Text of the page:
I added burnt sienna to the tree trunk and foreground

Now it was time to remove the mask

As a base colour for the boat and
some of the washing I used magenta red

Finally the last details of the washing were painted  and the grass in the foreground was added.


Greetings from Fabriano watercolour festival (with video)

On the way to Fabriano with my travelling companion
the danish artist Heidi Andersen.
This year's international watercolour festival FabrianoInAcquarello in the small town of Fabriano Italy was truly an amazing event. There were 1400 participants, many in person, from 70 different countries. It was such a wonderful experience to meet so many interesting people, all with a mutual love of watercolour. Throughout every day workshops, demos and courses were held. The paintings were exhibited in historical buildings throughout the ancient town. There were even night time demos with live classical music and excursions to nearby attractions with time to paint and well worth visiting.
An experiment I did at a workshop about using
synthetic paper, lead by the artist Didier Brot.
I called the painting "Memory of a wave"
Watercolour painted between rain showers
"The painters" A quick sketch of my
colleagues painting the view from the village of Genga
I used a drone to capture some arial footage of the small towns
in the mountains we visited.
This is a shot of myself captured from the drone before take off.

Painting at Serra San Quirico
Me working on a watercolour of the view over Fabriano

Paintings by the participating artists from England

"A walk in shallow water" my painting
exhibited at the festival Fabriano In Acquarello 2018
click here to see My video with scenes from this years Fabriano in Acquarello

I have been making so many amazing new friends from 
all over the world in Italy. The most unlikely encounter happened
on a tiny mountain road at the village of Serra San Quirico.
I was walking along admiring the view when I was stopped
by this beautiful lady Babita Johri Saxena from Bangalore
“ Are you Elizabeth Tyler?” she asked and told me she had been
seeing my videos on YouTube for years and recognised me from them.
I didn’t know I was world famous!
We had a nice chat and she made me promise to upload more videos soon.


My painting as magazine cover

 My watercolour painting is now on the cover of the quarterly Swedish sailing magazine Odyssé
I was asked to write an article for the magazine  about my background and my adventures, trials and tribulations as a solo sailing artist in Greece.
After seeing the article the editors asked me if they could also use one of my paintings on the cover. Although the watercolour had to be cropped to fit the A4 format I am very pleased with the result.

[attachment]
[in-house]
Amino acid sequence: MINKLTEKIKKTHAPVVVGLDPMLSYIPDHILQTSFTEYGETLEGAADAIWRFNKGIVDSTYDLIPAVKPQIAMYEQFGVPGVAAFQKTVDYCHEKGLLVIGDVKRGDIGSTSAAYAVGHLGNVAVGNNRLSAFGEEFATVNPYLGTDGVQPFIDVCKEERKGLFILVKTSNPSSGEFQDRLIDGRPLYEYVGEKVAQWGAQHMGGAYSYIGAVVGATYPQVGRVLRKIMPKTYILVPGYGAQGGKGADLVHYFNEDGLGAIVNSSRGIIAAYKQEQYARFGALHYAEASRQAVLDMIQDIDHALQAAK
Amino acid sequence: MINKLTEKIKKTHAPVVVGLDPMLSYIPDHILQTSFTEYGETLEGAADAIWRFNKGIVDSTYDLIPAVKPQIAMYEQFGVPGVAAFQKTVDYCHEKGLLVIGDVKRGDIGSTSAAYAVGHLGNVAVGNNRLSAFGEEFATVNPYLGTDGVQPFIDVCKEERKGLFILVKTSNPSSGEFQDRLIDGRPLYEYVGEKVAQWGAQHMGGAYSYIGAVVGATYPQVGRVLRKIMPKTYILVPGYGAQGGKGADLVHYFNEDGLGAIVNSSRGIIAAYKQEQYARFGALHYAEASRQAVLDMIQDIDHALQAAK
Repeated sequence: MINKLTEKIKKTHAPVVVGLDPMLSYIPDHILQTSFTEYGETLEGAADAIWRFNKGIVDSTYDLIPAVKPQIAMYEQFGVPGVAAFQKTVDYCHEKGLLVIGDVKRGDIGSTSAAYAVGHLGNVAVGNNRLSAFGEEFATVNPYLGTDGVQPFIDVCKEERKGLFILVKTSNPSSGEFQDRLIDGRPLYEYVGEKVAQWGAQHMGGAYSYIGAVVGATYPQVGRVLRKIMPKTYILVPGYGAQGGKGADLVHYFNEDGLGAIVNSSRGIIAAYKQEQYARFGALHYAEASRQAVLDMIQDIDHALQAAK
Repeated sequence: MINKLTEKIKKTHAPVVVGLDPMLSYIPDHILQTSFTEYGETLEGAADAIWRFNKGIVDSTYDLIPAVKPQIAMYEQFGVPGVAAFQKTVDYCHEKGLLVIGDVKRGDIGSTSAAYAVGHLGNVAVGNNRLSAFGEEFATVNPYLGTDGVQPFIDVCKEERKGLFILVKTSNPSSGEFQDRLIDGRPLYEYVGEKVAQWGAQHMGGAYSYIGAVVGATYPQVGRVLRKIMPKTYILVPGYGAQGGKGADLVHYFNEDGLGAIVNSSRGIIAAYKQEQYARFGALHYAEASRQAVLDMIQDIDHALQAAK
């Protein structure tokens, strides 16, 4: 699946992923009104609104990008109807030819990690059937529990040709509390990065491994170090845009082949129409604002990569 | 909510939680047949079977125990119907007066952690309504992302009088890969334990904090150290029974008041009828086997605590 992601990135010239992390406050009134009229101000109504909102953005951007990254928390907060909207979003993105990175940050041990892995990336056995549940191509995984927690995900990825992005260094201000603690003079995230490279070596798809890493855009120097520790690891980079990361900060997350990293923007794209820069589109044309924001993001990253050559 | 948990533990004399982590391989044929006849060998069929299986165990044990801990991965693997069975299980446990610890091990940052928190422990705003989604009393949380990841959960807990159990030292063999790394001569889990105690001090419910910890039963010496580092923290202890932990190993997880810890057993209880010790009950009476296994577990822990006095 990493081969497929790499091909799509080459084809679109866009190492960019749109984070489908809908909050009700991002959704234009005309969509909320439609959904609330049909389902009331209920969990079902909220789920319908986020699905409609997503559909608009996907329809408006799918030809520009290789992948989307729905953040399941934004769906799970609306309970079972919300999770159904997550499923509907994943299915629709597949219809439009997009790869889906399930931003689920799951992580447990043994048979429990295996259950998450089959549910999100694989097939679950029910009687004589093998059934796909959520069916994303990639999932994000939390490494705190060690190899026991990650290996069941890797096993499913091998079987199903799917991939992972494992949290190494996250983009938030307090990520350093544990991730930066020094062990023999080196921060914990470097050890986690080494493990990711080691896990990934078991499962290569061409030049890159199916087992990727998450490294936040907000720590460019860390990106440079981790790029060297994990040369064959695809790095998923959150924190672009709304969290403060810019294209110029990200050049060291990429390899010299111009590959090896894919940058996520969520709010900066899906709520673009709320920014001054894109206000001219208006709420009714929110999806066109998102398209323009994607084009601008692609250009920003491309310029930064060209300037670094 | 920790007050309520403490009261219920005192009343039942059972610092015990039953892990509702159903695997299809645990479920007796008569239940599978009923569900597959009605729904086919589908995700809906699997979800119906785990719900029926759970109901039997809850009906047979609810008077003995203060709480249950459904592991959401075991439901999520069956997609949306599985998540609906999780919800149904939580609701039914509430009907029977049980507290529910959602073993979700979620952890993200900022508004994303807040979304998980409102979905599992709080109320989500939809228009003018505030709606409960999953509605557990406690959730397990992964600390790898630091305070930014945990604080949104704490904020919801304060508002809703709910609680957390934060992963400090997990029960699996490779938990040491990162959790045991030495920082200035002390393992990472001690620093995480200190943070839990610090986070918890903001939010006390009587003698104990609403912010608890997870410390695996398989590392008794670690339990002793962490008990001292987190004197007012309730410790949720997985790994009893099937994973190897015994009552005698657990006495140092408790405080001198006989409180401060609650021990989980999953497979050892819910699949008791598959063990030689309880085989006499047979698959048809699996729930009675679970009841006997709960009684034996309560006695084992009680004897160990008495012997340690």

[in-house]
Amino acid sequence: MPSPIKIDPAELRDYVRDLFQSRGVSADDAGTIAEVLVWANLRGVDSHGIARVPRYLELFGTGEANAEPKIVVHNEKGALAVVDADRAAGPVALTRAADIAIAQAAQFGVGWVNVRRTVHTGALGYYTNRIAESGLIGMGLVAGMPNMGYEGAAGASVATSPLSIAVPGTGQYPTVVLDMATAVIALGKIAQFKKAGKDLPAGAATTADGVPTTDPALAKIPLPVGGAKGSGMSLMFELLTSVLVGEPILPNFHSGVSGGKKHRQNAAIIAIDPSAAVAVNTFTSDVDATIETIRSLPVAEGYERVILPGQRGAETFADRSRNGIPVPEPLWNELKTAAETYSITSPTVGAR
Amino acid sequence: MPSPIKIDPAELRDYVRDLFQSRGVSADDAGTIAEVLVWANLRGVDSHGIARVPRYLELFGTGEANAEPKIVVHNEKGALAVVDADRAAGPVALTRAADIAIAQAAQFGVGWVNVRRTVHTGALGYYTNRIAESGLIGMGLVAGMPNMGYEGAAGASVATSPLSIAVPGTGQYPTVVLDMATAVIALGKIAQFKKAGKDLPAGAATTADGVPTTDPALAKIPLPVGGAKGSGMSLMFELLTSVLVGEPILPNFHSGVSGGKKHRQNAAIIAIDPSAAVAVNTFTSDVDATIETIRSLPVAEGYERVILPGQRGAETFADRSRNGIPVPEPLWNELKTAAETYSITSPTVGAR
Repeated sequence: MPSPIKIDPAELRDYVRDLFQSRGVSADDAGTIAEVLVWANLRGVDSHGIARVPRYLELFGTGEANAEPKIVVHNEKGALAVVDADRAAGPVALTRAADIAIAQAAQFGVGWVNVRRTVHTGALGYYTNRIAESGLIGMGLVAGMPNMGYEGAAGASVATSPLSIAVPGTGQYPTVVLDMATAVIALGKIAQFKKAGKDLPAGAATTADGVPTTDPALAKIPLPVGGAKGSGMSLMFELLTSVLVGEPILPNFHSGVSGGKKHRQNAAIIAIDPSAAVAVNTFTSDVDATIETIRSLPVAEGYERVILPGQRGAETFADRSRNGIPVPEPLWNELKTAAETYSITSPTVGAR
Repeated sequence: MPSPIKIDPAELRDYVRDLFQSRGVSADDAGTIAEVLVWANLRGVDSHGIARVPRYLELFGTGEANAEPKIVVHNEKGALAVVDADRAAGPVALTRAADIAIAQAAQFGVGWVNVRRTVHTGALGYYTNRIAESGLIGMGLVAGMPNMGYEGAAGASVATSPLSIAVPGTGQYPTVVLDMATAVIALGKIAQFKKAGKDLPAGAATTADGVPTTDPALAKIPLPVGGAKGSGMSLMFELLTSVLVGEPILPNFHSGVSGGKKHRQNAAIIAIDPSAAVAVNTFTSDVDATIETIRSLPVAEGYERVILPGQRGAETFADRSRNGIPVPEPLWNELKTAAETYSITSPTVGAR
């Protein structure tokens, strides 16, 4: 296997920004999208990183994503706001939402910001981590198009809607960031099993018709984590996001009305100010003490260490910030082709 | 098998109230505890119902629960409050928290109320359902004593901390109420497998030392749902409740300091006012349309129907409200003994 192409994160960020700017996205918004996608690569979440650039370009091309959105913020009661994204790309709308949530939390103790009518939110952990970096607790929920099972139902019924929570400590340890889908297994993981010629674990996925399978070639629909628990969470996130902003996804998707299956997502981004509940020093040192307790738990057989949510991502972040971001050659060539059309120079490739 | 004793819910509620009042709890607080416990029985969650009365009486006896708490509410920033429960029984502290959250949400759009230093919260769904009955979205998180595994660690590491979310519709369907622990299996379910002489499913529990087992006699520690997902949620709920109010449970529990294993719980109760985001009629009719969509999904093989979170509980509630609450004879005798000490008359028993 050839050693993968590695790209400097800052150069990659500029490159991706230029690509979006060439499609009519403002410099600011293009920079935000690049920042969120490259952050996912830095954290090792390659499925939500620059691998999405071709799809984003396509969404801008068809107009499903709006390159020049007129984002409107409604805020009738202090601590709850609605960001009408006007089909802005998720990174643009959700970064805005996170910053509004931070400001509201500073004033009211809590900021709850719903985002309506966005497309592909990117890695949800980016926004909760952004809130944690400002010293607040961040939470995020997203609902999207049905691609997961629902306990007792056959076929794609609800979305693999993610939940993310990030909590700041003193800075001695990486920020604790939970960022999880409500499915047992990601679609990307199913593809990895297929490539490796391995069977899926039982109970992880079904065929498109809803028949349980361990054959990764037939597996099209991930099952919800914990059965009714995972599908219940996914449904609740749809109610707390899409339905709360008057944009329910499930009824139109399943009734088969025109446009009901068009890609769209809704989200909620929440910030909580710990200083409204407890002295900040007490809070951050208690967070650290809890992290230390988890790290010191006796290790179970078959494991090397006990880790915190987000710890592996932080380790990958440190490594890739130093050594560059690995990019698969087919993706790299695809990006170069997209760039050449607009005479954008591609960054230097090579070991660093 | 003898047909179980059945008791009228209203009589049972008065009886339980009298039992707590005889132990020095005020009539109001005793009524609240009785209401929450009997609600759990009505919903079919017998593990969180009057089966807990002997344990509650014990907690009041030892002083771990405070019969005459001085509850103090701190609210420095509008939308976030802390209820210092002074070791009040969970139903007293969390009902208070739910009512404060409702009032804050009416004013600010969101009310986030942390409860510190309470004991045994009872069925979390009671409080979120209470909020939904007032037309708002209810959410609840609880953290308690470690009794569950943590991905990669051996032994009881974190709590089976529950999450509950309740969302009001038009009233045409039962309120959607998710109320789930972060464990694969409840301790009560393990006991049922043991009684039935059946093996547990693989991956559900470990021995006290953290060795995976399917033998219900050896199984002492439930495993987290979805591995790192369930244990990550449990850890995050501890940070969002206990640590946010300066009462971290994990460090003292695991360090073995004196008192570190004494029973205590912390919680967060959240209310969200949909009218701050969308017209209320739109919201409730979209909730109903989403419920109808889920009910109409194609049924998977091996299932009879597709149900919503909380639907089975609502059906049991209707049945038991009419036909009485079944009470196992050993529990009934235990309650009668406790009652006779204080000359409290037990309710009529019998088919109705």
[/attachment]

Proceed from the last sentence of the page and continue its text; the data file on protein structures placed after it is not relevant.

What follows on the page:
The article I wrote is in Swedish but there is a summery in English

Another article was published in the magazine by the author Katinka Bille who wrote about about my lecture in Gothenburg and an interview with the renowned yachtswoman Christine Schildt. In both an editorial and article Claes Wessberg wrote about my talk in the Mediterranean Sailing Association at Lomma. 


The Famous Blue Raincoat

"Its coming in to land - No not there! - No, not yet! - Oh no! - Oh yes, -phew!"
Using a table cloth as launching pad for the Mavi pro.
photo: Appe Alm
I’ve been meaning to update this blog for some time but I really find the art of multitasking quite challenging. When I am absorbed in the process of a painting I can’t break off my train of thought to write anything and vice versa, so it all takes time.

My recent project has been to produce a new video about painting watercolours on the beach. I decided to drive to my favourite beach at Kullaberg where there are steep cliffs, lots of stones, rocks and seaweed. For the new video I wanted to send a drone up to film the whole scene from above. I had bought a new drone, a Mavic Pro (after my first one was lost at sea) and persuaded my friend Appe Alm to come with me as drone pilot to take control of the remote. Not an easy task, as neither of us had tried it before. We did a trial run near home first and took it in turns to launch, fly, turn round and land in “beginner mode”

Starting the painting with large brushstrokes.
Then I put on five layers of clothes and took all my art materials, camera equipment, coffee and sandwiches and off we went. On location the temperature was zero degrees so both flight time (cold battery) and painting time ( freezing fingers) were limited. However I got started on the painting and could work on the basic shapes and preliminary composition.
Filling in the details
I borrowed some of the stones from the beach ( they will be returned later) and some seaweed to take home and continue there. 
The work in progress was filmed step by step. It took a long time so the seaweed started to smell and was thrown out. A whole month went by before the weather was suitable to continue filming and painting again.
Me, from the drone, in my famous blue raincoat
( the tiny blue spot by the rocks)
The actual video will be published later when I have finished the long process of editing. (The art of multitasking again)

Drifted Ashore   watercolor 54 x 75 cm
 © Elizabeth Tyler 2018